|Environmental Education in the Schools (Peace Corps, 1993)|
|Activities, activities and more activities|
This activity may be conducted as a class project, with a class divided into groups of three or four students each, or with students working individually. Several related activities are included in this section.
This activity begins with adopting a tree (or trees) near or on your school site. If there are no trees nearby, you might bring a potted tree to your classroom or try to have a tree planted on the school grounds. "Adopting-a-tree" is a valuable way to initiate a unit of study on trees with any age group.
THE FIRST VISIT
* Visit the adopted tree(s)
* Describe the tree as it is right now, today.
* Look at its physical characteristics (size, leaf shape, bark color, and other features)O
* Look to see whether it is alive. How can you tell?
* Look to see whether it appears to be asleep (dormant) or awake. How can you tell?
* Listen to find out whether it makes any sounds.
* Smell to find out whether it has an odor. Do different parts of the tree smell different-like bark, old leaves, new leaves?
* Think about whether the tree and its parts might smell different to you at other times of the year.
* Think about how the tree got where it is and how new trees might come to join it.
* Think about what other living things might need this tree for survival.
* Think about what things the tree might need for its own
* Think about how long the tree might live.
Warning: Do not taste any part of the tree.
Repeat the visits throughout the year and compare observations made each time.
* Look to see how the tree has changed.
* Look to see in what ways the tree has remained the same.
* Think and talk about what the tree might look like the next time you visit it.
AFTER THE FIRST OR MORE VISITS
Once back in the classroom, and now that you and your students have adopted a tree, you might ask your students to tell you what they think a tree is. Accept all statements offered and be careful to record the students' exact words and phrases. List the statements on the chalk- board; discuss and make any changes suggested. When statements have been agreed upon, you and the students can put them together in the form of a poster, chart, or bulletin board.
Here are some sample statements:
A tree is a living thing.
A tree has many parts, just as people have many parts to their bodies.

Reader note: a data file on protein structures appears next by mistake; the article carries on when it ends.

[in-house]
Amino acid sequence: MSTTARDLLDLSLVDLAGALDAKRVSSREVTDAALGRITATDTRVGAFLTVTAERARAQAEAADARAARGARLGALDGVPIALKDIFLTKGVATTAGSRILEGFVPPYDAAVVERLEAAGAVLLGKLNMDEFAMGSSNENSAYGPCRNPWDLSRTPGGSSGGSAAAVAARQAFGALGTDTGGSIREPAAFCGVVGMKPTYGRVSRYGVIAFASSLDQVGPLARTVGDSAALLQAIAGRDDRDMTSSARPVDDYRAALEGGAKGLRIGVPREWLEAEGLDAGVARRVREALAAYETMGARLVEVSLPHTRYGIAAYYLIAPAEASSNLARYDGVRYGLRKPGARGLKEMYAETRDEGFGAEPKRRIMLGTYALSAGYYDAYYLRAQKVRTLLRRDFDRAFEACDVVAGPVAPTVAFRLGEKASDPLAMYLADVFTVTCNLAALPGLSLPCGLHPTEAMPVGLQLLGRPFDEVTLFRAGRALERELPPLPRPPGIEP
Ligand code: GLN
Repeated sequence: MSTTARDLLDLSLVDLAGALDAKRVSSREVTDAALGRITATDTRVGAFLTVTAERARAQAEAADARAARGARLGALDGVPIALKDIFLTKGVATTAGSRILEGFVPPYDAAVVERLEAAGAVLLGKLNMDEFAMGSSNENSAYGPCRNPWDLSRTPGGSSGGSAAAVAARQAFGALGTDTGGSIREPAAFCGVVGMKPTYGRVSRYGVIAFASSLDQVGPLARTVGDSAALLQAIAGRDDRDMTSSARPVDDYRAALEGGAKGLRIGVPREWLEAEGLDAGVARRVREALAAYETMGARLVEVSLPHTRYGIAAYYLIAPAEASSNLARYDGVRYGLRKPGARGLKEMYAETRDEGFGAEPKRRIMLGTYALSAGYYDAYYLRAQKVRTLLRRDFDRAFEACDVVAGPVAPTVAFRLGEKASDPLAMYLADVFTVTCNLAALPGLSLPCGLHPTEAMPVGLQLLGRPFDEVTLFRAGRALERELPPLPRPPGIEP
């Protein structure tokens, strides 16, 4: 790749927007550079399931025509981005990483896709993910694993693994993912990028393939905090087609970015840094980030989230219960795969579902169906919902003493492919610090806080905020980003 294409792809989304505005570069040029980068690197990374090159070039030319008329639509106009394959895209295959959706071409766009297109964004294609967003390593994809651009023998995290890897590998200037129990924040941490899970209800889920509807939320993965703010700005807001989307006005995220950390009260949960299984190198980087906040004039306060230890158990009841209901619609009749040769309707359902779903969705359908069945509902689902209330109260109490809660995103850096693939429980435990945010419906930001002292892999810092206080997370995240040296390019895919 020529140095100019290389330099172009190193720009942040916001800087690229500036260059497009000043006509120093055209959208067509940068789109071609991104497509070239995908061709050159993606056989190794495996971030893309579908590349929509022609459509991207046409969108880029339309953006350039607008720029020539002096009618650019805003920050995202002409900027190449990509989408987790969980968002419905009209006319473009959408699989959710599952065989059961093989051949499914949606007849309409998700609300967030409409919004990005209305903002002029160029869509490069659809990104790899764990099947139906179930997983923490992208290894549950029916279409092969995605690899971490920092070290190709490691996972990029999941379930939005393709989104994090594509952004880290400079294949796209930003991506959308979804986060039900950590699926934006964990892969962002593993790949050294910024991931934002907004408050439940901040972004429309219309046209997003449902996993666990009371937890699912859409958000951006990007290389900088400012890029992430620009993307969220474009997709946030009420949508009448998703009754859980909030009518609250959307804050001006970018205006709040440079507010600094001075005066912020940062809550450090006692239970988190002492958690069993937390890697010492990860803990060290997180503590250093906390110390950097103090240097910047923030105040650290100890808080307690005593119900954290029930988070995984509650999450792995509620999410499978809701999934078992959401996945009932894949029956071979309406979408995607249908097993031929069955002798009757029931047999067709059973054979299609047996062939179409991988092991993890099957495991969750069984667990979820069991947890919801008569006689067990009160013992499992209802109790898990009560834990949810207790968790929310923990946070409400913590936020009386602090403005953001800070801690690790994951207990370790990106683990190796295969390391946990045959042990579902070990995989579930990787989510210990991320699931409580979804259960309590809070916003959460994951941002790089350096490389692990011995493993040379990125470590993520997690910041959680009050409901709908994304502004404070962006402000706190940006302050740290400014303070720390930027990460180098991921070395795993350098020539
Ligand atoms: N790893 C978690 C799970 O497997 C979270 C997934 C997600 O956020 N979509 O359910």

There are the trunk (main torso), bark (skin), branches (arms, legs), leaves or needles (hair).
Trees have names. (The children mention some names of trees.)
A tree has many uses. (You and the students may wish to list some. )
A tree interacts with and is dependent upon many other organisms, such as insects, mammals, and birds.
These initial activities can help you decide on follow-up projects by indicating what the students already know, what their interests are, and the kinds of additional information they might acquire.
1. Brainstorm from 10 to 15 adjectives that could be used to describe a tree. These words can be used to write a poem (haiku or cinquain) or short paragraph about the tree.
2. Create and present a short story, puppet show, or play about the tree's parents and/or its offspring.
3. Imagine sounds you might hear near the tree. Can you hear leaves moving, animals, birds? Write a brief description of these sounds, inventing appropriate words, if necessary. Imagine you are looking at the tree. What colors and shapes do you see? Write a brief description, using your new words, of how the tree looks, smells, feels, and sounds.
4. Write a brief imaginary conversation with your tree. What might your tree think, see, feel, hear, and smell? (You may wish to record the conversations on tape.)
5. Imagine you are a radio or television reporter interviewing a person, bird, or other animal that lives in a forest or in a tree. Write down some questions you might ask, such as: How do you like your home? Who are your neighbors? What do you do for a living?
6. Take a tree to lunch. During lunch, consider these and other questions:* What is it like under the tree?
* What animals visit the tree while you are there?
* What kind of help, if any, is the tree getting from people (watering, feeding, pruning), and does it need that help?
* Why and when does it need help?
* What kinds of things, if any, are damaging the tree?
* Has the tree cast seeds? Have any seeds developed into seedlings?
* How does the tree take care of itself?
* How much of its history can you observe? Has it had any accidents (such as being hit by lightning)?
* Is the tree crowded by other trees or by buildings?
"If a I had influence with the good fairy...I should ask that
her gift to each child in the world be a sense of wonder so indestructible that
it would last throughout life."
7. See whether your tree makes a shadow. Watch the changes in your tree's shadow at different times of the day and during different times of the year.
8. See whether you can use your tree, without hurting it, to make a sundial. Can it help you keep time?
9. Make paintings, drawings, or photographs of the shapes and shades of color you find when sunlight and shadows can be seen on and around your tree.
10. Describe your tree in enough detail so that someone else can recognize it. Share what you have learned by inviting someone else to visit your tree-and be sure to visit your friend's tree, too.